I want a table.
I go down to where the wood is,
The corner of my basement workshop;
The wood is dark, oxidised for 50 years
On the walls of my Grandma’s house.
I stretch out my tape:
36 inches, 40, 48, yes,
That’s it.
I cut two pieces to 48.
The pieces are milled
With a design on one side;
I turn them over, flat side up,
And mitre cut the ends, 45 degrees,
To make a sort of frame
Round the two middle boards.
I glue the tongues into the grooves
And my top is done.
I rip the rails from the 1×6
Down to 3 inches broad,
And cut them 46 inches long,
The ends 18.
I cut the legs from 2×2,
15¼ inches high.
I join the base to the top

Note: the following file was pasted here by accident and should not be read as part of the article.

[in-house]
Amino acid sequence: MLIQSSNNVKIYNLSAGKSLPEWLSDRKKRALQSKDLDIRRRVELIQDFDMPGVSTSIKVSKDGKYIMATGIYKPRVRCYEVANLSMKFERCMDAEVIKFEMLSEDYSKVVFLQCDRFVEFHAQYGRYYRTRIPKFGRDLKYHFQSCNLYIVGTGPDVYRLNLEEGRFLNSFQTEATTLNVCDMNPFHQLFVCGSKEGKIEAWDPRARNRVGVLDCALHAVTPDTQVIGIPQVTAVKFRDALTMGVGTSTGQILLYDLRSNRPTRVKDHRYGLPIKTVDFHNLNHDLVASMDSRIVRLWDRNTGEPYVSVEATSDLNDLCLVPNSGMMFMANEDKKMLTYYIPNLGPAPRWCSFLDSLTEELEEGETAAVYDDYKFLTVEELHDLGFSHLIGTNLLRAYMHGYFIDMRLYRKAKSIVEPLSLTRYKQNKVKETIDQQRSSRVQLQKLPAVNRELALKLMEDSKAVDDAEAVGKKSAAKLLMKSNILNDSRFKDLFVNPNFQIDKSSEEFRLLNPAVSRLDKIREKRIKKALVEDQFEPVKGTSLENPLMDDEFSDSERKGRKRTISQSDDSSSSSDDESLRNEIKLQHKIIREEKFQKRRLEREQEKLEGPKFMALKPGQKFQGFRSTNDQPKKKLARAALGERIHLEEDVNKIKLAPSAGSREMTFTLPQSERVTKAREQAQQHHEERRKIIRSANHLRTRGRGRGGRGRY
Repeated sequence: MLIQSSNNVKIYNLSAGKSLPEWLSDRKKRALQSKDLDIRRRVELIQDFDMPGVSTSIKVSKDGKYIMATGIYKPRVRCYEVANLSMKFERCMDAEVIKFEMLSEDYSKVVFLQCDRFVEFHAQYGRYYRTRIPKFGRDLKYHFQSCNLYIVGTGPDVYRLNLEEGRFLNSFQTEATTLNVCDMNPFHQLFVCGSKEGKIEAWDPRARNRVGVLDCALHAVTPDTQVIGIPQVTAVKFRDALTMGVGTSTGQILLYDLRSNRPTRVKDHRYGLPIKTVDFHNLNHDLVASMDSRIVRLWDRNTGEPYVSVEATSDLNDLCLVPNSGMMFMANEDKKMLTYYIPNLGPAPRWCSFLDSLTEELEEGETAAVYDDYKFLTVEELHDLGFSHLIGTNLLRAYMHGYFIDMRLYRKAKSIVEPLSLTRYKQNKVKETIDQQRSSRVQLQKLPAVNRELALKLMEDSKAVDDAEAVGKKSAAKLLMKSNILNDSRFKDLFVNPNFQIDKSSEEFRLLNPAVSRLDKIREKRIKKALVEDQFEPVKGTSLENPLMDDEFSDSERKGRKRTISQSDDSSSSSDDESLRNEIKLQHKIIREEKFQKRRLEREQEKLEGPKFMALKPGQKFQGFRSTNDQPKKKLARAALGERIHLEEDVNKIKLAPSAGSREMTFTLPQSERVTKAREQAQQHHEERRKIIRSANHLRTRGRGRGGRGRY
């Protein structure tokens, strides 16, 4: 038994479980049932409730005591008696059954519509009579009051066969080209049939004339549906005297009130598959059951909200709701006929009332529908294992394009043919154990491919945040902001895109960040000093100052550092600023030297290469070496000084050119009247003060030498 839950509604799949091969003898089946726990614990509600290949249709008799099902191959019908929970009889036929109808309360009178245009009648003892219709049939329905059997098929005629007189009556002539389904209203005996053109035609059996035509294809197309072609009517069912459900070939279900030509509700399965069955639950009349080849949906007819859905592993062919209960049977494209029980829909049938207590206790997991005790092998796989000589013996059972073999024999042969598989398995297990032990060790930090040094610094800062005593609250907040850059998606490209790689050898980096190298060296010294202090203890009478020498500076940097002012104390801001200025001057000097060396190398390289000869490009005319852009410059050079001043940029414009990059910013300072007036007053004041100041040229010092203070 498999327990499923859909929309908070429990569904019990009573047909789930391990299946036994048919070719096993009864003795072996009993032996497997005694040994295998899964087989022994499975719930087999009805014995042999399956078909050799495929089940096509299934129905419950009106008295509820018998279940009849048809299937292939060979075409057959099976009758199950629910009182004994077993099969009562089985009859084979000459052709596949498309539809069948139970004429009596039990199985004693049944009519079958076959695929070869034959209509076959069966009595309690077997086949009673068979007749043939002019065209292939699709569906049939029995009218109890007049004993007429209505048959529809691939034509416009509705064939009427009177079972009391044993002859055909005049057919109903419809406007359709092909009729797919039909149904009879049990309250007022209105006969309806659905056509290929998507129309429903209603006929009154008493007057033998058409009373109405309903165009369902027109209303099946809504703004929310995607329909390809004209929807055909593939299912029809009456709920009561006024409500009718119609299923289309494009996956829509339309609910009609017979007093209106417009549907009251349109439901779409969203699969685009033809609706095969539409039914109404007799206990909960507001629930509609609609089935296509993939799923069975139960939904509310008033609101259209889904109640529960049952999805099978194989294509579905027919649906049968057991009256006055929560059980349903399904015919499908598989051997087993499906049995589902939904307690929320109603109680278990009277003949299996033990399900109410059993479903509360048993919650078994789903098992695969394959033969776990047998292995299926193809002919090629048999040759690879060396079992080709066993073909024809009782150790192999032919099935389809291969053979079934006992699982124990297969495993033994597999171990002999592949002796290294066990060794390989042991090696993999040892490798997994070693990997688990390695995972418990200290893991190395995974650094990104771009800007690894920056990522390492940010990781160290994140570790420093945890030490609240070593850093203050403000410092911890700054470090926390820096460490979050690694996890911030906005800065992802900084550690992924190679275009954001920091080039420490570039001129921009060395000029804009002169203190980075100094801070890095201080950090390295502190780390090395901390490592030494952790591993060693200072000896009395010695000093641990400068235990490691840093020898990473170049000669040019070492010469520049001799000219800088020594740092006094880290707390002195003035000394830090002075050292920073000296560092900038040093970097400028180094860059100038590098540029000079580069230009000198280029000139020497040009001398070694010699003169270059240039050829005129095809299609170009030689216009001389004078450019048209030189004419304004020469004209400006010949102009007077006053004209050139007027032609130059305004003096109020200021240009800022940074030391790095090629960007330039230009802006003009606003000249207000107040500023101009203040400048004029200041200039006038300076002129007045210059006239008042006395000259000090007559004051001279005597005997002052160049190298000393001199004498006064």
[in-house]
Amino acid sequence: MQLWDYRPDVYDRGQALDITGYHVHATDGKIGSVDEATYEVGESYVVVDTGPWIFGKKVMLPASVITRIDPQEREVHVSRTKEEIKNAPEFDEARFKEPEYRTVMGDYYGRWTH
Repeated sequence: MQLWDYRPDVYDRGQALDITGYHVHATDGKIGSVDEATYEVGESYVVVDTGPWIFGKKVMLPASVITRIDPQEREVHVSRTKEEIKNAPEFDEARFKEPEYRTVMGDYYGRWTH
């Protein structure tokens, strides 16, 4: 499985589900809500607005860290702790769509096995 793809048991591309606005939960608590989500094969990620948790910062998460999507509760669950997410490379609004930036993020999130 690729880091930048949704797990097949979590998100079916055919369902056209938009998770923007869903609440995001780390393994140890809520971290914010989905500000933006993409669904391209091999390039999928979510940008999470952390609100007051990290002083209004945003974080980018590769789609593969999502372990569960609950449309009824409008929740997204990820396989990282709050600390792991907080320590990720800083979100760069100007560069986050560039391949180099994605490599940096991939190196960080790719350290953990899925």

With little pieces, ¾×¾,
Pilot-drilled and counter-sunk
On adjacent sides,
To screw into rails and top,
Inside one, and under the other,
Hidden, unattractive, but essential.
Then I sand and sand,
My random-orbit electric sander
Vibrating my hand so it tingles
For hours after.
Now the top is smooth,
Ready for polyurethane.
Long, careful strokes
Pull it into the grain;
The wood drinks deep;
Having been dry so long,
Its thirst is great.
Thus does old become new.

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